DOD Procurement Fraud:

Fraud by an Air Force Contracting Official

OSI-98-15: Published: Sep 23, 1998. Publicly Released: Sep 28, 1998.

Additional Materials:


Eljay B. Bowron
(202) 512-3000


Office of Public Affairs
(202) 512-4800

Pursuant to a congressional request, GAO reviewed the actions of Mark J. Krenik, a former civilian employee of the Air Force, 7th Communications Group, who was convicted of stealing over $500,000 from the Air Force by submitting false invoices and fictitious receiving reports for contractor services and materials.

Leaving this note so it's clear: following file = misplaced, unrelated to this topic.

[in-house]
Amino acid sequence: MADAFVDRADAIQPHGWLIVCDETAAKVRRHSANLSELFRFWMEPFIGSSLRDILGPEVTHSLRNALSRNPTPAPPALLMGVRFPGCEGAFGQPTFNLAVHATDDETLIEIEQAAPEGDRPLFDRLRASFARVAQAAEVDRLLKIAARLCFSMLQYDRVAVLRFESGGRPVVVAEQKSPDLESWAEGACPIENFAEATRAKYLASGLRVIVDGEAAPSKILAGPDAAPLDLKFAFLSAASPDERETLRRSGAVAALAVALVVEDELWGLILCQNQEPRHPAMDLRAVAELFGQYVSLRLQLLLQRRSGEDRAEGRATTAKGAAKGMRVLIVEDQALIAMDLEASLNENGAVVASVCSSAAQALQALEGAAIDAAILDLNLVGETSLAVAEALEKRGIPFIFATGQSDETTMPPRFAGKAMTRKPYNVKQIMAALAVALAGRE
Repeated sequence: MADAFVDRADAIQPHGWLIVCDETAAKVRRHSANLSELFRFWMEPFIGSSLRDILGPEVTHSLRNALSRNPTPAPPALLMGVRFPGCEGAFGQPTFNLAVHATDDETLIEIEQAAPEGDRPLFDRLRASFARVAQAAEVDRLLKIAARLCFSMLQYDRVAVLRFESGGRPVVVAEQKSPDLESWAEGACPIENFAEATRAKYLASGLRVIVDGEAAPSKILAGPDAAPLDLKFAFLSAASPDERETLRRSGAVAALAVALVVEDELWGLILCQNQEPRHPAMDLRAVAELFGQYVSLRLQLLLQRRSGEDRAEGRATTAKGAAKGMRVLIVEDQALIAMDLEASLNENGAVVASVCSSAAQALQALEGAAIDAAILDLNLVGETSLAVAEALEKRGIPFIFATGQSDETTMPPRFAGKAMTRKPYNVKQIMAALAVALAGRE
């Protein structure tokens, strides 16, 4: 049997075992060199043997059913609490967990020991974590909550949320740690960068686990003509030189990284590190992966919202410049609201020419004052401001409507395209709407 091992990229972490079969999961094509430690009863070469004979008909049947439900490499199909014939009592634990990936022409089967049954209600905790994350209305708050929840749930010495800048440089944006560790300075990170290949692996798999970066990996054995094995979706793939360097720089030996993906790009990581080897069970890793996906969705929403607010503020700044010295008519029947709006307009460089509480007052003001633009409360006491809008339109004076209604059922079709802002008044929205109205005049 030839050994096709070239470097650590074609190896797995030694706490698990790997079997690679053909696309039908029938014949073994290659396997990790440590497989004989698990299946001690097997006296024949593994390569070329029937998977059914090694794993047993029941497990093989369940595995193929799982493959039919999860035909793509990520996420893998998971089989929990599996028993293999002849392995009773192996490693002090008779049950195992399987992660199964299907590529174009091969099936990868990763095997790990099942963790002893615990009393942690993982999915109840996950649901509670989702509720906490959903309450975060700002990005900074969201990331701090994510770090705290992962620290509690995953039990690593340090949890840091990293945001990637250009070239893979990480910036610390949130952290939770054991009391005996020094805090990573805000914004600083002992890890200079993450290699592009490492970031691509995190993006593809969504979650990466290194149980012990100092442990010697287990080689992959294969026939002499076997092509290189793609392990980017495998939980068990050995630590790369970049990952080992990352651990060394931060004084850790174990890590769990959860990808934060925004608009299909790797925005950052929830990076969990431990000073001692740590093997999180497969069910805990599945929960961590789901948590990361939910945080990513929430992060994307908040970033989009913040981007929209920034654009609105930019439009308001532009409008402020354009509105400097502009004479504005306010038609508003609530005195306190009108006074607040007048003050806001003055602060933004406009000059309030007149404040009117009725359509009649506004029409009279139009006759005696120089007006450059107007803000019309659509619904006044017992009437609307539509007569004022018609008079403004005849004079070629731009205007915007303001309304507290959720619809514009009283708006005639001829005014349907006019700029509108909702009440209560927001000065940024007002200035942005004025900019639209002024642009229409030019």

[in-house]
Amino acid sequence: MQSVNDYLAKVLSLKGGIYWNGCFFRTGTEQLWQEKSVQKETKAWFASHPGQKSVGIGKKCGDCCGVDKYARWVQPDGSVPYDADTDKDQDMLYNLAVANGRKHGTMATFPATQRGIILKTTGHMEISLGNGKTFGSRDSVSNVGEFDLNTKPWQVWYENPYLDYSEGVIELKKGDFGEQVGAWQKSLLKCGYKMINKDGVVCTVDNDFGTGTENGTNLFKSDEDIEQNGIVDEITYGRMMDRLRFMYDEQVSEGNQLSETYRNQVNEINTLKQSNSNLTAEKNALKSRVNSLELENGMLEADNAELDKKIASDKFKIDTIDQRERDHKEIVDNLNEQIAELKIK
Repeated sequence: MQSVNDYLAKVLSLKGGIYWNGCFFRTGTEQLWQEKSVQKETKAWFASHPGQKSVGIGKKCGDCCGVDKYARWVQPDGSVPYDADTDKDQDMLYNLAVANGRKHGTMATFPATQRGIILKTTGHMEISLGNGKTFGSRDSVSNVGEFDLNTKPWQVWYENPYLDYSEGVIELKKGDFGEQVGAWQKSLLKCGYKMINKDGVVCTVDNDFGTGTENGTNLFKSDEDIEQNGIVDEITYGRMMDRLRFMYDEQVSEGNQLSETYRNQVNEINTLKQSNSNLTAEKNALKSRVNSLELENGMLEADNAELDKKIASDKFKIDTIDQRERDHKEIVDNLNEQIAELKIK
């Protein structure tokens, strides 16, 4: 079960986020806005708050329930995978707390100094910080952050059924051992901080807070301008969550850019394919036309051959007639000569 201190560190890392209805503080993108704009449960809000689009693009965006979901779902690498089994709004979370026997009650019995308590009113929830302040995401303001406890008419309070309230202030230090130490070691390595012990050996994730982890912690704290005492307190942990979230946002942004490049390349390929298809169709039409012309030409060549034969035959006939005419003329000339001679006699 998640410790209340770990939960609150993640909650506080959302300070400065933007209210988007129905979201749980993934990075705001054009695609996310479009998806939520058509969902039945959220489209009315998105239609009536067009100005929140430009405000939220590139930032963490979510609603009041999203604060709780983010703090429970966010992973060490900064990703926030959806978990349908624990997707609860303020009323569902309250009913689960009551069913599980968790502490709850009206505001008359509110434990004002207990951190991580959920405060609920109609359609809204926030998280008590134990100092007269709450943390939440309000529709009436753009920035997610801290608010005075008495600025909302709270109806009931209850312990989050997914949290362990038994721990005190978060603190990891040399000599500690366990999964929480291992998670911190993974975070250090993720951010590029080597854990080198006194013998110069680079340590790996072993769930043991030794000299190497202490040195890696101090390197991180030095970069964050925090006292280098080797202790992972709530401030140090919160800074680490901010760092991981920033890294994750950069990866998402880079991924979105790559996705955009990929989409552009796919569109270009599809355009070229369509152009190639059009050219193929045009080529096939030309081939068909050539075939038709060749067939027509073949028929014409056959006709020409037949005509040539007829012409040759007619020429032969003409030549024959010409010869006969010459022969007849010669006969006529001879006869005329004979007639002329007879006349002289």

GAO noted that: (1) in the fall of 1992, Mr. Krenik successfully encouraged certain Hughes STX employees to prebill the government over $300,000 for services that were not rendered; (2) he then attempted to obtain these funds by directing Hughes STX employees to bill the government for consulting services from a nonexistent subcontractor by using a bogus subcontractor invoice that he supplied; (3) had this scheme worked, the government would have paid Hughes STX for work performed by the fictitious subcontractor; and Hughes STX would have reimbursed the subcontractor by sending the money to a post office box controlled by Mr. Krenik; (4) when Hughes STX contract administration personnel learned of the participation of Hughes STX employees in the prebilling incident, they conducted an internal investigation and returned the government checks, which the company had not negotiated, for the over $300,000 that had been prebilled; (5) however, they did not notify government authorities of either the extent of the company's involvement in the prebilling incident or the bogus subcontractor invoice; (6) after Hughes STX employees refused to participate in the scheme involving the bogus subcontractor invoice, Mr. Krenik executed another plan in December 1992, without Hughes STX involvement, by which he created and submitted 11 bogus invoices totalling over $500,000; (7) in January 1993, the Air Force issued payment checks for the invoices and mailed them to a post office box that Mr. Krenik had opened in December 1992 without the Air Force's knowledge; and (8) Mr. Krenik's theft was detected after officials of the bank in which he had deposited the checks became suspicious of what they considered to be unusually large transactions and reported them to the U.S. Secret Service.

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